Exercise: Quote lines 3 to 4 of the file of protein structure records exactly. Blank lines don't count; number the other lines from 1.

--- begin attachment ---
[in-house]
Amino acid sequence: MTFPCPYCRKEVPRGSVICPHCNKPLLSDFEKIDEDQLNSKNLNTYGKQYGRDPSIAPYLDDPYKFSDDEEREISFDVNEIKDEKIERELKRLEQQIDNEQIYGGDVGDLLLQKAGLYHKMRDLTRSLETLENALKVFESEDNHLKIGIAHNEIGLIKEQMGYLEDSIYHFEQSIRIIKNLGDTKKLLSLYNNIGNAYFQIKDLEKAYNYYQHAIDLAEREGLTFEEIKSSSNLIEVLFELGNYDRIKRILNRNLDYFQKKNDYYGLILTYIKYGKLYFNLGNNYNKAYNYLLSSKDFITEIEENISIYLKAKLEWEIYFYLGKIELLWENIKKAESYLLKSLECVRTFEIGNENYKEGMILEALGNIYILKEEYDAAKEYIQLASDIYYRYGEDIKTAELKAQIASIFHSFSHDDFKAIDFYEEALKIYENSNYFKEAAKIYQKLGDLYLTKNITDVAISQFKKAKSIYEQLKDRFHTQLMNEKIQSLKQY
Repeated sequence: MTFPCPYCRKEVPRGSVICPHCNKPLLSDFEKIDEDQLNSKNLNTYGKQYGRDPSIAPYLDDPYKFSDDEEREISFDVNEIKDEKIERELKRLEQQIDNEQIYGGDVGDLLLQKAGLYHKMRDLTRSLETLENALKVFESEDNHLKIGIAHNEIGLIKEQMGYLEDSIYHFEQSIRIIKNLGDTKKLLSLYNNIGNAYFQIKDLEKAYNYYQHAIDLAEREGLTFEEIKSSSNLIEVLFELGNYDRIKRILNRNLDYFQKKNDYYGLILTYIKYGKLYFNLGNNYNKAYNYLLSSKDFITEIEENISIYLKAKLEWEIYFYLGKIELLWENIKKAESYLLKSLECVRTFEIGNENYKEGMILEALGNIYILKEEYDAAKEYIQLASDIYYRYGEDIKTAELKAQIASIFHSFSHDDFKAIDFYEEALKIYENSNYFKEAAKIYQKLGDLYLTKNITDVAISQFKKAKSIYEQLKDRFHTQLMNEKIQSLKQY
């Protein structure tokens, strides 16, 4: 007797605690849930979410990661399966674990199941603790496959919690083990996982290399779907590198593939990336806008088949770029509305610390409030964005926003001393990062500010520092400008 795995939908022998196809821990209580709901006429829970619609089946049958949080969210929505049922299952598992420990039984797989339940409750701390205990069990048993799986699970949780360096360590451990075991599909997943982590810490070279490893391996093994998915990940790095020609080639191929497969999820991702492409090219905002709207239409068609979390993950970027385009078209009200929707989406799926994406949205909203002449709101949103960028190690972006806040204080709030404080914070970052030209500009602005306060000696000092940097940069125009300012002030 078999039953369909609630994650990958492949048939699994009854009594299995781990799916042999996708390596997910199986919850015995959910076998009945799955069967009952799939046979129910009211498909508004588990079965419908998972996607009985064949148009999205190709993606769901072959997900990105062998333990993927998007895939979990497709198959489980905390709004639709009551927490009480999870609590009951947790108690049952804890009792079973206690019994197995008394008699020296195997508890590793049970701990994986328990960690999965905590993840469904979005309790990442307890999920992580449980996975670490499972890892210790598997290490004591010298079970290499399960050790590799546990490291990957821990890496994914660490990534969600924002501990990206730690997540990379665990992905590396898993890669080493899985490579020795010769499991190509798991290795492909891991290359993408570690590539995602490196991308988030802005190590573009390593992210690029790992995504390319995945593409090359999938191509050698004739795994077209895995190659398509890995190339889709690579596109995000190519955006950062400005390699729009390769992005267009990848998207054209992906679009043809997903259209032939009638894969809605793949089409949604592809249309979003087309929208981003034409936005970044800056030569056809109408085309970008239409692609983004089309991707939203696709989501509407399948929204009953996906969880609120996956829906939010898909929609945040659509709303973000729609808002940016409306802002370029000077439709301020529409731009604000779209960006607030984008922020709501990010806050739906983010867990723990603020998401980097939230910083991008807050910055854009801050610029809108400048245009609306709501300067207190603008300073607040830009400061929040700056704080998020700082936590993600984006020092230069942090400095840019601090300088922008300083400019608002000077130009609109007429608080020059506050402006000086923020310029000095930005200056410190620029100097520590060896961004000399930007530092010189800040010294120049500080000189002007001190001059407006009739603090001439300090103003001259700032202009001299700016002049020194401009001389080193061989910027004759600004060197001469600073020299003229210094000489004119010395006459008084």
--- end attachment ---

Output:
Repeated sequence: MTFPCPYCRKEVPRGSVICPHCNKPLLSDFEKIDEDQLNSKNLNTYGKQYGRDPSIAPYLDDPYKFSDDEEREISFDVNEIKDEKIERELKRLEQQIDNEQIYGGDVGDLLLQKAGLYHKMRDLTRSLETLENALKVFESEDNHLKIGIAHNEIGLIKEQMGYLEDSIYHFEQSIRIIKNLGDTKKLLSLYNNIGNAYFQIKDLEKAYNYYQHAIDLAEREGLTFEEIKSSSNLIEVLFELGNYDRIKRILNRNLDYFQKKNDYYGLILTYIKYGKLYFNLGNNYNKAYNYLLSSKDFITEIEENISIYLKAKLEWEIYFYLGKIELLWENIKKAESYLLKSLECVRTFEIGNENYKEGMILEALGNIYILKEEYDAAKEYIQLASDIYYRYGEDIKTAELKAQIASIFHSFSHDDFKAIDFYEEALKIYENSNYFKEAAKIYQKLGDLYLTKNITDVAISQFKKAKSIYEQLKDRFHTQLMNEKIQSLKQY
């Protein structure tokens, strides 16, 4: 007797605690849930979410990661399966674990199941603790496959919690083990996982290399779907590198593939990336806008088949770029509305610390409030964005926003001393990062500010520092400008 795995939908022998196809821990209580709901006429829970619609089946049958949080969210929505049922299952598992420990039984797989339940409750701390205990069990048993799986699970949780360096360590451990075991599909997943982590810490070279490893391996093994998915990940790095020609080639191929497969999820991702492409090219905002709207239409068609979390993950970027385009078209009200929707989406799926994406949205909203002449709101949103960028190690972006806040204080709030404080914070970052030209500009602005306060000696000092940097940069125009300012002030 078999039953369909609630994650990958492949048939699994009854009594299995781990799916042999996708390596997910199986919850015995959910076998009945799955069967009952799939046979129910009211498909508004588990079965419908998972996607009985064949148009999205190709993606769901072959997900990105062998333990993927998007895939979990497709198959489980905390709004639709009551927490009480999870609590009951947790108690049952804890009792079973206690019994197995008394008699020296195997508890590793049970701990994986328990960690999965905590993840469904979005309790990442307890999920992580449980996975670490499972890892210790598997290490004591010298079970290499399960050790590799546990490291990957821990890496994914660490990534969600924002501990990206730690997540990379665990992905590396898993890669080493899985490579020795010769499991190509798991290795492909891991290359993408570690590539995602490196991308988030802005190590573009390593992210690029790992995504390319995945593409090359999938191509050698004739795994077209895995190659398509890995190339889709690579596109995000190519955006950062400005390699729009390769992005267009990848998207054209992906679009043809997903259209032939009638894969809605793949089409949604592809249309979003087309929208981003034409936005970044800056030569056809109408085309970008239409692609983004089309991707939203696709989501509407399948929204009953996906969880609120996956829906939010898909929609945040659509709303973000729609808002940016409306802002370029000077439709301020529409731009604000779209960006607030984008922020709501990010806050739906983010867990723990603020998401980097939230910083991008807050910055854009801050610029809108400048245009609306709501300067207190603008300073607040830009400061929040700056704080998020700082936590993600984006020092230069942090400095840019601090300088922008300083400019608002000077130009609109007429608080020059506050402006000086923020310029000095930005200056410190620029100097520590060896961004000399930007530092010189800040010294120049500080000189002007001190001059407006009739603090001439300090103003001259700032202009001299700016002049020194401009001389080193061989910027004759600004060197001469600073020299003229210094000489004119010395006459008084």